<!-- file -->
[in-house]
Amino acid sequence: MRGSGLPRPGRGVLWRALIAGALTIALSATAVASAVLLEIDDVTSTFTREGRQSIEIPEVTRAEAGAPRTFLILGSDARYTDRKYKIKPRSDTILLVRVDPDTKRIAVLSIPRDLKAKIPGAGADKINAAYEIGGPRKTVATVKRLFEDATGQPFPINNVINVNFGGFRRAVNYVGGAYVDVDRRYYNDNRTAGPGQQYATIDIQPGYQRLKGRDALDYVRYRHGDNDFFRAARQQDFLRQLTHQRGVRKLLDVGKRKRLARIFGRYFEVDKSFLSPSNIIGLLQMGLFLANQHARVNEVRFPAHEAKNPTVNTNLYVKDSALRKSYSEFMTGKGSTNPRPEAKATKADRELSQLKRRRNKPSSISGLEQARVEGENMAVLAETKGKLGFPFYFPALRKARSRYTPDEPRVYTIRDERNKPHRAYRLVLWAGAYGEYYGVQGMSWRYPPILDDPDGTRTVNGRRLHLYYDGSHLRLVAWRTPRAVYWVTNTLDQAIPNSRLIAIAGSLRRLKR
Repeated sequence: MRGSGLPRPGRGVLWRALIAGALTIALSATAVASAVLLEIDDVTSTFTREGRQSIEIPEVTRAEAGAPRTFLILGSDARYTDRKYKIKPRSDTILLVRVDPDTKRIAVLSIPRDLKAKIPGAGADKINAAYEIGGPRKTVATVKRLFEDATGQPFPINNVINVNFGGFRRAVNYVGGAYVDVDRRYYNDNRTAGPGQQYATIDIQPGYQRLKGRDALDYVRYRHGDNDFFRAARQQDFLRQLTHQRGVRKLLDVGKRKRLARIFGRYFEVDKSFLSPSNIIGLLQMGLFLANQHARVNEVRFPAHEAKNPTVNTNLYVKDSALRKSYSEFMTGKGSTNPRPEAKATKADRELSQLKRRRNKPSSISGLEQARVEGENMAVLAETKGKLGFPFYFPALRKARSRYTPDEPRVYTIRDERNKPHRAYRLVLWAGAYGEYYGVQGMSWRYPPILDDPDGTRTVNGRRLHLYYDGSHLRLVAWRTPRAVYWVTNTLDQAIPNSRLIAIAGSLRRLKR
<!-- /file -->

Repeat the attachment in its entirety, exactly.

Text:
[in-house]
Amino acid sequence: MRGSGLPRPGRGVLWRALIAGALTIALSATAVASAVLLEIDDVTSTFTREGRQSIEIPEVTRAEAGAPRTFLILGSDARYTDRKYKIKPRSDTILLVRVDPDTKRIAVLSIPRDLKAKIPGAGADKINAAYEIGGPRKTVATVKRLFEDATGQPFPINNVINVNFGGFRRAVNYVGGAYVDVDRRYYNDNRTAGPGQQYATIDIQPGYQRLKGRDALDYVRYRHGDNDFFRAARQQDFLRQLTHQRGVRKLLDVGKRKRLARIFGRYFEVDKSFLSPSNIIGLLQMGLFLANQHARVNEVRFPAHEAKNPTVNTNLYVKDSALRKSYSEFMTGKGSTNPRPEAKATKADRELSQLKRRRNKPSSISGLEQARVEGENMAVLAETKGKLGFPFYFPALRKARSRYTPDEPRVYTIRDERNKPHRAYRLVLWAGAYGEYYGVQGMSWRYPPILDDPDGTRTVNGRRLHLYYDGSHLRLVAWRTPRAVYWVTNTLDQAIPNSRLIAIAGSLRRLKR
Repeated sequence: MRGSGLPRPGRGVLWRALIAGALTIALSATAVASAVLLEIDDVTSTFTREGRQSIEIPEVTRAEAGAPRTFLILGSDARYTDRKYKIKPRSDTILLVRVDPDTKRIAVLSIPRDLKAKIPGAGADKINAAYEIGGPRKTVATVKRLFEDATGQPFPINNVINVNFGGFRRAVNYVGGAYVDVDRRYYNDNRTAGPGQQYATIDIQPGYQRLKGRDALDYVRYRHGDNDFFRAARQQDFLRQLTHQRGVRKLLDVGKRKRLARIFGRYFEVDKSFLSPSNIIGLLQMGLFLANQHARVNEVRFPAHEAKNPTVNTNLYVKDSALRKSYSEFMTGKGSTNPRPEAKATKADRELSQLKRRRNKPSSISGLEQARVEGENMAVLAETKGKLGFPFYFPALRKARSRYTPDEPRVYTIRDERNKPHRAYRLVLWAGAYGEYYGVQGMSWRYPPILDDPDGTRTVNGRRLHLYYDGSHLRLVAWRTPRAVYWVTNTLDQAIPNSRLIAIAGSLRRLKR